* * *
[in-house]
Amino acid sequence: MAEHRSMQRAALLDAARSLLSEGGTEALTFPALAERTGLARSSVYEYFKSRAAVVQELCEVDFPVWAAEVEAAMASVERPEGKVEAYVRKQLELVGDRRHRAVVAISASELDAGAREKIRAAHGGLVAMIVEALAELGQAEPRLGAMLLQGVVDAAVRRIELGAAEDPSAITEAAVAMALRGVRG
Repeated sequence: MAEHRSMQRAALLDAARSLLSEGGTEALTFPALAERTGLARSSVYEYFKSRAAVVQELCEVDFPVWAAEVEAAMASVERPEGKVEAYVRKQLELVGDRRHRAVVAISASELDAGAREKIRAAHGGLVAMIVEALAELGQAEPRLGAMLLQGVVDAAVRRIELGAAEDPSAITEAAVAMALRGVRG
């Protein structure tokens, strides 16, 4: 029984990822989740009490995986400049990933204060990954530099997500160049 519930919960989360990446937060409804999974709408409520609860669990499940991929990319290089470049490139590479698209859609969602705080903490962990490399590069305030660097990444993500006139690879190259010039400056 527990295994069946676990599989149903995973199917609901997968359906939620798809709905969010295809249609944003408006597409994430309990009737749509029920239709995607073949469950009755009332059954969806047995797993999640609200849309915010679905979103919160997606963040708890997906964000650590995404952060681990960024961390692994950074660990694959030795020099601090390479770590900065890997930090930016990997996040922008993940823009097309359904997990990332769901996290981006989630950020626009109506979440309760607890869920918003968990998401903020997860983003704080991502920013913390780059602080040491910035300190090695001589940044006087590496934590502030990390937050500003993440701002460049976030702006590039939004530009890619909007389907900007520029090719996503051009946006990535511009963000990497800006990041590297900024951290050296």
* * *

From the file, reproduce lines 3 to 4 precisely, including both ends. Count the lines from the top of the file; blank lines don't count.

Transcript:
Repeated sequence: MAEHRSMQRAALLDAARSLLSEGGTEALTFPALAERTGLARSSVYEYFKSRAAVVQELCEVDFPVWAAEVEAAMASVERPEGKVEAYVRKQLELVGDRRHRAVVAISASELDAGAREKIRAAHGGLVAMIVEALAELGQAEPRLGAMLLQGVVDAAVRRIELGAAEDPSAITEAAVAMALRGVRG
């Protein structure tokens, strides 16, 4: 029984990822989740009490995986400049990933204060990954530099997500160049 519930919960989360990446937060409804999974709408409520609860669990499940991929990319290089470049490139590479698209859609969602705080903490962990490399590069305030660097990444993500006139690879190259010039400056 527990295994069946676990599989149903995973199917609901997968359906939620798809709905969010295809249609944003408006597409994430309990009737749509029920239709995607073949469950009755009332059954969806047995797993999640609200849309915010679905979103919160997606963040708890997906964000650590995404952060681990960024961390692994950074660990694959030795020099601090390479770590900065890997930090930016990997996040922008993940823009097309359904997990990332769901996290981006989630950020626009109506979440309760607890869920918003968990998401903020997860983003704080991502920013913390780059602080040491910035300190090695001589940044006087590496934590502030990390937050500003993440701002460049976030702006590039939004530009890619909007389907900007520029090719996503051009946006990535511009963000990497800006990041590297900024951290050296």